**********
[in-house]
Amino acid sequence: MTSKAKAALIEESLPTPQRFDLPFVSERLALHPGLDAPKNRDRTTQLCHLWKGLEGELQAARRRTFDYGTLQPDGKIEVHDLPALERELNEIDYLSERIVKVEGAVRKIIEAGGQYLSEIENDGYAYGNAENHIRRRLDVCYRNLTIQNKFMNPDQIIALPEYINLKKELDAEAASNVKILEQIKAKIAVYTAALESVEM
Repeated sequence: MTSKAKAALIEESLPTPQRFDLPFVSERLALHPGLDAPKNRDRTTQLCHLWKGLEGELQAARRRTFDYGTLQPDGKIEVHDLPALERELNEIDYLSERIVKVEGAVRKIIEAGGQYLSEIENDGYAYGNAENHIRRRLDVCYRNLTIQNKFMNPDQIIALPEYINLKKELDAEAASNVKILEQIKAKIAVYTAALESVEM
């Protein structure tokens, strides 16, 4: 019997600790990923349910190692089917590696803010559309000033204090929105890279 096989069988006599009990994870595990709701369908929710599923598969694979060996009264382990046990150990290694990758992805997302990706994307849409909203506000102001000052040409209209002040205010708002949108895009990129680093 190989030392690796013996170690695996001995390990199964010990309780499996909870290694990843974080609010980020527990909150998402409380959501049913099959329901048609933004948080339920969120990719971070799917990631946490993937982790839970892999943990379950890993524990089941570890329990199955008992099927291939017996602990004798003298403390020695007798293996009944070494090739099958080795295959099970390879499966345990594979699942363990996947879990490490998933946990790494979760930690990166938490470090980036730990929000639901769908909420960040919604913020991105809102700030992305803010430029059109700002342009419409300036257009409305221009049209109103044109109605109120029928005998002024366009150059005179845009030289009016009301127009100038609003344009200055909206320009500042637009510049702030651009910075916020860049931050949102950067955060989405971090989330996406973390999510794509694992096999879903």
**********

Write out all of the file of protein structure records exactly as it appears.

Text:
[in-house]
Amino acid sequence: MTSKAKAALIEESLPTPQRFDLPFVSERLALHPGLDAPKNRDRTTQLCHLWKGLEGELQAARRRTFDYGTLQPDGKIEVHDLPALERELNEIDYLSERIVKVEGAVRKIIEAGGQYLSEIENDGYAYGNAENHIRRRLDVCYRNLTIQNKFMNPDQIIALPEYINLKKELDAEAASNVKILEQIKAKIAVYTAALESVEM
Repeated sequence: MTSKAKAALIEESLPTPQRFDLPFVSERLALHPGLDAPKNRDRTTQLCHLWKGLEGELQAARRRTFDYGTLQPDGKIEVHDLPALERELNEIDYLSERIVKVEGAVRKIIEAGGQYLSEIENDGYAYGNAENHIRRRLDVCYRNLTIQNKFMNPDQIIALPEYINLKKELDAEAASNVKILEQIKAKIAVYTAALESVEM
């Protein structure tokens, strides 16, 4: 019997600790990923349910190692089917590696803010559309000033204090929105890279 096989069988006599009990994870595990709701369908929710599923598969694979060996009264382990046990150990290694990758992805997302990706994307849409909203506000102001000052040409209209002040205010708002949108895009990129680093 190989030392690796013996170690695996001995390990199964010990309780499996909870290694990843974080609010980020527990909150998402409380959501049913099959329901048609933004948080339920969120990719971070799917990631946490993937982790839970892999943990379950890993524990089941570890329990199955008992099927291939017996602990004798003298403390020695007798293996009944070494090739099958080795295959099970390879499966345990594979699942363990996947879990490490998933946990790494979760930690990166938490470090980036730990929000639901769908909420960040919604913020991105809102700030992305803010430029059109700002342009419409300036257009409305221009049209109103044109109605109120029928005998002024366009150059005179845009030289009016009301127009100038609003344009200055909206320009500042637009510049702030651009910075916020860049931050949102950067955060989405971090989330996406973390999510794509694992096999879903």